A Modern Protocol: OPC UA vs MQTT
September 08, 2020
Consider the following challenges before implementing an OPC or OPC UA architecture. The most common complaint about OPC UA is how complicated it is to implement
I’ve been sharing my thoughts on IIoT protocols for years, but more recently I’ve gotten a little bolder about comparing OPC UA with the benefits of MQTT. Full disclosure, I co-invented MQTT, an open standard, publish-subscribe network protocol, in 1999. So sure, I’ve always been an MQTT evangelist, but there is a reason MQTT has become the dominant messaging standard in IoT. Let’s take a quick look at these two protocols and where they fit in the IIoT landscape.
OPC UA was released in 2008 as an update to the original OPC interoperability standard for secure and reliable exchange of data in industrial automation. OPC is built on a client/server architecture. The OPC server converts the hardware communication protocol, then any program that needs to connect to the hardware becomes the OPC client software.
Consider the following challenges before implementing an OPC or OPC UA architecture. The most common complaint about OPC UA is how complicated it is to implement. The OPC UA spec is 1,240 pages. It is expensive when fully implemented and also heavy on CPU utilization, development costs and ongoing support costs. OPC is also inflexible, and has a hard time handling the varied data structures and heterogeneous devices found on the shop floor today. It struggles with multiple data consumers and does not do the real data decoupling needed for a one-to-many approach.
A Deeper Look at MQTT
MQTT is a transport protocol I invented with IBM’s Andy Sanford Clark in 1999 as a lightweight, publish-subscribe network protocol that allows for multiple data consumers and is designed for constrained devices and low-bandwidth, high-latency or unreliable networks (Figure 1). MQTT is based on a message-oriented middleware approach.
(Figure 1: The basic MQTT architecture allows for unlimited clients over a publish/subscribe protocol.)
The MQTT spec is simple and easy to implement. The spec is 80 pages, and Sparkplug adds another 60. It is lightweight and flexible because it reports by exception, or pub/sub model, minimizing the data footprint. MQTT is cost-effective, open-standard, and secure, with TCP/IP layer security. The number of vendors natively implementing MQTT-Sparkplug, both on the hardware and software side, is growing rapidly. All of the leading cloud vendors, IoT platforms, edge computing platforms, big data and third-party applications support MQTT.
Sparkplug is a new specification within the Eclipse Tahu project that defines how to use MQTT in a mission-critical, real-time environment. Sparkplug defines a standard MQTT topic namespace, payload, and session state management for industrial applications while meeting the requirements of real-time SCADA implementations. The Sparkplug B specification provides the context data needs to define a tag value for use with OT, also providing data to IT, making it 100% self-discoverable and easy to consume.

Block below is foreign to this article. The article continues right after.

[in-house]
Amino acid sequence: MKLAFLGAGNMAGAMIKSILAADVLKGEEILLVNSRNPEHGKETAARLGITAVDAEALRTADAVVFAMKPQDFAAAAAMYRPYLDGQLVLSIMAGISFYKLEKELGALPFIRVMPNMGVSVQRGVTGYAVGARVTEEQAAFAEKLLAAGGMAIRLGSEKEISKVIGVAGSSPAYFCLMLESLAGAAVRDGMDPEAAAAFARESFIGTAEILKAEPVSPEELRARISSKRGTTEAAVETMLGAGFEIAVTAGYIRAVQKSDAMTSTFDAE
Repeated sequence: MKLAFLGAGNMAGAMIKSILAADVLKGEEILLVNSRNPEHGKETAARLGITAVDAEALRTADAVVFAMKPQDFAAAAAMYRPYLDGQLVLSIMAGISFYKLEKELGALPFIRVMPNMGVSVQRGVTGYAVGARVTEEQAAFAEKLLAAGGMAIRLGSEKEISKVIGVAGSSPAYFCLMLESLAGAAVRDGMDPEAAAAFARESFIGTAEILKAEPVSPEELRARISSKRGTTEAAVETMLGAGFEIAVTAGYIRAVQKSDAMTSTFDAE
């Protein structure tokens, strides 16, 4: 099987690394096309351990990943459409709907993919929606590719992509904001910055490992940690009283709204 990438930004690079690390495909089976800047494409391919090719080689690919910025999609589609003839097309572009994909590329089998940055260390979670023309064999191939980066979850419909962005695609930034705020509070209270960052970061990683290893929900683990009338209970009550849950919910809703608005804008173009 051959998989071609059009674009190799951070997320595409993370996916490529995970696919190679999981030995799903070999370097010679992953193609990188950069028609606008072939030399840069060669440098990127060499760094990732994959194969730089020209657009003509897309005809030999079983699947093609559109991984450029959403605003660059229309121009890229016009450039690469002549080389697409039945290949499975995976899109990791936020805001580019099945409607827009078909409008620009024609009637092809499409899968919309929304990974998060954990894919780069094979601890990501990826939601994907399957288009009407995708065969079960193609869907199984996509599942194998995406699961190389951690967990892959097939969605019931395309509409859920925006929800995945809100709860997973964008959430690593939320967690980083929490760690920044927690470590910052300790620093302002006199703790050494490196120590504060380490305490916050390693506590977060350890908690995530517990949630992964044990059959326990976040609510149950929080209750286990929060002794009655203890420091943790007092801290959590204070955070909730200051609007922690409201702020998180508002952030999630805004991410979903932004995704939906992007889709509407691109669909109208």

Utilizing MQTT with the open-standard Sparkplug allows OT data to be consumed with simple configurations on proven software tools that securely bridge the OT/IT gap and provide contextual information for the data scientists to use Big Data Analytics, ML, and AI to gain insight and increase productivity and profit. MQTT opens up these use cases in industries ranging from oil and gas to telemetry to process manufacturing.
OPC UA and MQTT Can Work Together
OPC UA and MQTT can actually work together harmoniously. They may be polar opposites in the way they move data around, but there are still old devices that need an OPC server to share data and there is a way to use MQTT to overcome the challenges presented. With a sensor connected to a legacy PLC, IoT platforms can connect and translate that data into MQTT, move it across any type of network in a pub/sub model, and then either send it to the cloud and enterprise apps, or some IoT platforms will translate it back into OPC for legacy OPC clients.
Many manufacturers have made a choice based on the existing architecture in their environment. If they have a SCADA system, they tend to use OPC or OPC UA. However, new manufacturers or those looking to digitally transform should consider MQTT/Sparkplug to solve modern challenges and adopt an IIoT solution that can handle any number of data producers and consumers across the enterprise with ease.
About the Author
Arlen Nipper brings over 42 years of experience in the SCADA industry to Cirrus Link as President and CTO.